Scientists say evolution explains why dogs enjoy meat and bones

by Vivien Richardson on July 14, 2012

Our fellow canines, it seems, have always been lovers of devouring meat and bones, as the National University of Columbia has recently discovered. The news has just been announced in the UK and this discovery outlines the reasons why dogs adore meat and bones as part of their diet. This breakthrough analysis was focused on evolution, which assists us in understanding how our dogs have matured and why they do what they do.

Dr. Joao Munoz-Doran unveiled this information to the world, as he attended the First Joint Congress based in Ottawa, Canada. The congress targeted Evolutionary Biology and, by crafting something similar to a ‘family tree’, Dr Munoz-Doran and his colleagues were able to successfully put the pieces of the jigsaw together. Their findings highlighted the connections relating to over 300 species of dog.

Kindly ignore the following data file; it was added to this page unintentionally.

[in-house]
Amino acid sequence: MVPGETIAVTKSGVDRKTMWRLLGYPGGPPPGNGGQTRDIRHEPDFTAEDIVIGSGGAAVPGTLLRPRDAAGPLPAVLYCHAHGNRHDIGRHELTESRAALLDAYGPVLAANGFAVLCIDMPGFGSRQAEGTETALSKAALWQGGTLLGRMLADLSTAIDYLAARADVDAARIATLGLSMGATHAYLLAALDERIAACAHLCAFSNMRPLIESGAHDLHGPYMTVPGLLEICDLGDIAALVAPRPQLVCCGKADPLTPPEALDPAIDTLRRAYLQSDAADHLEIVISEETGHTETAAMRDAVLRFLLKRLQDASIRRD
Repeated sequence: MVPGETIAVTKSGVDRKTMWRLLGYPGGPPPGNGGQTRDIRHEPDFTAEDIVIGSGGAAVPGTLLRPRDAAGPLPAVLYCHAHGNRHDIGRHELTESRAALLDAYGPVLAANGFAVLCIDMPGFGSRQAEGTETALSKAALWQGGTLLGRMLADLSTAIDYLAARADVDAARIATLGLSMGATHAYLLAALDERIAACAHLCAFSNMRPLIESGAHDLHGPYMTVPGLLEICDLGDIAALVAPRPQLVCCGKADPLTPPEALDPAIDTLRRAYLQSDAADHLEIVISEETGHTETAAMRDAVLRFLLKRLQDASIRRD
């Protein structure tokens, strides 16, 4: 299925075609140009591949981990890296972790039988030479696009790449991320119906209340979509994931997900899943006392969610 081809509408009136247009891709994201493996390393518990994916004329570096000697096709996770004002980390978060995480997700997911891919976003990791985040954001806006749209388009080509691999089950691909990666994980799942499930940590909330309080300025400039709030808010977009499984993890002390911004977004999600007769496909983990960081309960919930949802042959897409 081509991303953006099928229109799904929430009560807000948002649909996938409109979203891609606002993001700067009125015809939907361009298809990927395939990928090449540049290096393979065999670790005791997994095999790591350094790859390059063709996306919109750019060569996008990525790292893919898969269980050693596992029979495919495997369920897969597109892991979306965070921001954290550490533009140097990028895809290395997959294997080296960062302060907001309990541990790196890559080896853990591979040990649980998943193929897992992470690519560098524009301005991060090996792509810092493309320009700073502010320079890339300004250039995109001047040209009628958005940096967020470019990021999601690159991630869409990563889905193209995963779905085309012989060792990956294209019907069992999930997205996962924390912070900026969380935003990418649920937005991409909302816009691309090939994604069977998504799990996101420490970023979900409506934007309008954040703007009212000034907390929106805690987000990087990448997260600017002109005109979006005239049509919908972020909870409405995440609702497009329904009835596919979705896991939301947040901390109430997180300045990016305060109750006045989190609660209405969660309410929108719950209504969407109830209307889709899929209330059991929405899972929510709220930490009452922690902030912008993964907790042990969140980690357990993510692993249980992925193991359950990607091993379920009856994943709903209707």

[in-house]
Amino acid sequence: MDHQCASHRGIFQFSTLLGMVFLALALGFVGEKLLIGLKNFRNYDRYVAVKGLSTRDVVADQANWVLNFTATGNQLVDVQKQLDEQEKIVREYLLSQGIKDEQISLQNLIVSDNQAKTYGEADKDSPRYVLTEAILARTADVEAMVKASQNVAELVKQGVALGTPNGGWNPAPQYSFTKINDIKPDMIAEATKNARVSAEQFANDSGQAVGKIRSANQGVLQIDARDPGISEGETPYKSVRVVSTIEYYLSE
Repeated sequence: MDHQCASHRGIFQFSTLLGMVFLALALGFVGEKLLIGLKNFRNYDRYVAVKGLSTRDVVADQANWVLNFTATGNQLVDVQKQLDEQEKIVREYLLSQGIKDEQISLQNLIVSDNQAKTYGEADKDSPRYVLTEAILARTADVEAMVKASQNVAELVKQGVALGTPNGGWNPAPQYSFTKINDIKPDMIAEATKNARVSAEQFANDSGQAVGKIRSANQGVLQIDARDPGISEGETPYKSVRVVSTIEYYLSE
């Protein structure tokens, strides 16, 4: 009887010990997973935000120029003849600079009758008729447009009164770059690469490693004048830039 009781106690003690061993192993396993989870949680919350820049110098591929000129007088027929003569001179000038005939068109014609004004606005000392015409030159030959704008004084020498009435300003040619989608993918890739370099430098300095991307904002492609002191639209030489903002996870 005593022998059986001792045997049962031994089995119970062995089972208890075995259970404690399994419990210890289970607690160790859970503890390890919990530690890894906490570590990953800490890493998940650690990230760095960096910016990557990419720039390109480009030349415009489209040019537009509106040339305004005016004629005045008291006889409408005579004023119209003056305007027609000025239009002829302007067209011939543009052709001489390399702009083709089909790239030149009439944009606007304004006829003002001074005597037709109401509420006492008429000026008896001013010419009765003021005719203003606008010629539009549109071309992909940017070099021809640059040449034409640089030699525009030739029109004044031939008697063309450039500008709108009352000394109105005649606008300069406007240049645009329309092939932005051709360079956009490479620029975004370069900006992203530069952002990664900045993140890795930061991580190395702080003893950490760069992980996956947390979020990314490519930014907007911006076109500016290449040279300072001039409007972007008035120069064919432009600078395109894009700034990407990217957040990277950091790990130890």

Speaking with members of the UK-based BBC team, Dr. Munoz-Doran said:

“We compared species with contrasting diets, classifying them as carnivores, omnivores and hypercarnivorous. Eight million years ago when there were open habitats, big prey grouped together.”

This means that the characteristics of dogs most accomplished in hunting have been passed on over time, so that strong-jawed canines with large teeth continue to live.

These findings explain why many pets around the country enjoy a treat by nibbling on a bone and Dr. Munoz-Doran also stated that the canines have tools, namely their teeth and jaws, which provide them with a good reason to chew bones. Although the strong mouth muscles have passed on through many species, the evolutionary process has resulted in today’s dogs being part of the hypercarnivorous food group.

Filed under: News